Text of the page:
Sparkling Water of Maldives!
The famous group of islands are known for being a heaven on Earth due to Sparkling water of Maldives. But Vaadhoo Island has a lot of surprises, that are revealed at night.
In Maldives is a 1,192 island nation called the Vaadhoo Island located in the Indian Ocean and Laccadive Sea. It is Asia’s smallest and most geographically dispersed nation with the islands spread over 90,000 square kilometers.
It is known for being a heaven on Earth. Its Sparkling water of Maldives has been named the ‘Sea of stars’.
Glowing waves in the Vaadhoo Island can be explained by bioluminescence or biological light, a chemical process in the body of animals in which liberated energy is released in the form of light which is used as a defence mechanism to either distract or confuse the predators.
In the Vaadhoo Island, this stunning phenomenon of bioluminescence is demonstrated by a species of phytoplanktons (the marine microbes) called dinoflagellates.
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It may look like an alien life-form has washed up on a beach, but this striking neon blue effect is a completely natural phenomenon.
The incredible image was taken by photographer Doug Perrine during a visit to Vaadhoo, one of the Raa Atoll islands in the Maldives.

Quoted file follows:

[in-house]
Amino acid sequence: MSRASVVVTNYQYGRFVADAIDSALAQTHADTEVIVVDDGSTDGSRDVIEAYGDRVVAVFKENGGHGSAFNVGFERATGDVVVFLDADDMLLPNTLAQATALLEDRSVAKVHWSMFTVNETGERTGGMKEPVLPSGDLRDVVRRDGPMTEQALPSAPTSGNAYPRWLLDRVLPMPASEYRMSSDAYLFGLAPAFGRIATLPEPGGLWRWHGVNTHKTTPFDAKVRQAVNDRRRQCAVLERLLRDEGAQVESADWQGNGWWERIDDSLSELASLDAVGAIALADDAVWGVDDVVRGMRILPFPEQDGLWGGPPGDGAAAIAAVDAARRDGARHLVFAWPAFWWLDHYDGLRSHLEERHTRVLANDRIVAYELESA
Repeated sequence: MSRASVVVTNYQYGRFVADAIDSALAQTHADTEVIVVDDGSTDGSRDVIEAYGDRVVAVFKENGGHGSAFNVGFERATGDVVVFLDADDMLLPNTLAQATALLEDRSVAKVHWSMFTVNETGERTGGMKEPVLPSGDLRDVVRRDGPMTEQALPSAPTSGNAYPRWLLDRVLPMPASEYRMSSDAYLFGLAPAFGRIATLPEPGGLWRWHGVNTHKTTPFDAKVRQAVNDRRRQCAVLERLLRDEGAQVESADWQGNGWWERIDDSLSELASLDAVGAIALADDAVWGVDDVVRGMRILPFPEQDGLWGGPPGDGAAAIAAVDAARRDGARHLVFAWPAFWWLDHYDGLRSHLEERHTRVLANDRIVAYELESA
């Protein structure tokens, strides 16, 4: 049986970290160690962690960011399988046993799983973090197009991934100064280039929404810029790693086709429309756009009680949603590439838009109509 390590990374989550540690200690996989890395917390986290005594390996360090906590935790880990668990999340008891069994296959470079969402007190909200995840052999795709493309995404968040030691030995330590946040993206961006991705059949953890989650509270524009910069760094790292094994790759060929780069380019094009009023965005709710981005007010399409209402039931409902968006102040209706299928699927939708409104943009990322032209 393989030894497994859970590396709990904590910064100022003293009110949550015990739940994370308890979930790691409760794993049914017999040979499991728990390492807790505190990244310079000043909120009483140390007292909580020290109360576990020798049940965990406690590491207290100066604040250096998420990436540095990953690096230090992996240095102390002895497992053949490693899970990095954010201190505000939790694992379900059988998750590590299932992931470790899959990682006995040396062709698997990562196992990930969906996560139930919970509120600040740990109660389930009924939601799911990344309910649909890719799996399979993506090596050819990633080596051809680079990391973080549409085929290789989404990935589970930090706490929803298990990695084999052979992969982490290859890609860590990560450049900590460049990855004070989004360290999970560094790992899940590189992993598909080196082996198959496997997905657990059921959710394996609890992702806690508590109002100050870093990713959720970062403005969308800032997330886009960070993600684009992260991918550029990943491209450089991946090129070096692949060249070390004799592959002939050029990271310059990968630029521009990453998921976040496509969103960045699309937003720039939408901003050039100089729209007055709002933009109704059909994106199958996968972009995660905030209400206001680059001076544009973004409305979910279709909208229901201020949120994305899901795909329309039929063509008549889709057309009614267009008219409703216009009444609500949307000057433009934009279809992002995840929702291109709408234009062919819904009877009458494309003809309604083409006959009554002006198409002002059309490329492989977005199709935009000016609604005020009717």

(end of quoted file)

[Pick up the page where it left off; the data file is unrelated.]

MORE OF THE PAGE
It captures a natural chemical reaction called bioluminescence, which occurs when a micro-organism in the water is disturbed by oxygen.
image source : theorange.co
Glittering water of Maldives
The Mesmerizing Sparkling water of Maldives looks like a mirror, that reflects the sparkling stars above. However, the secret is this: phytoplankton – the marine microbes – are bioluminescent and emanate the blue glow.
The species create the most romantic natural lighting in the world.
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The reaction is similar to the ‘glow’ that fireflies use to attract prey or mates.
Although a rare sight on a shoreline, the phenomenon is more commonly seen at sea in the wake of ships that stir up the oxygen in the sea, which causes the bioluminescent bacteria to glow.
Many undersea organisms ‘glow’, especially creatures that live at depths where light from the surface is less likely to penetrate.
The night-time glow is a side-effect of blooming red algae, known as red tide, which can turn entire beaches scarlet and murky during the day.
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The smell of decay, caused by rotting kelp, plankton and fish often accompanies the event as the red algae starves the water of oxygen and light.
By night, there is an increase in microscopic plankton called dynoflagellates, which glow in the dark when disturbed by currents or waves.
Mr Perrine’s photo also shows the Sparkling water of Maldives glow of a ship’s lights on the horizon towards the right of the photo, while the stars in the sky above provide a muted contrast to the blue aura on the beach.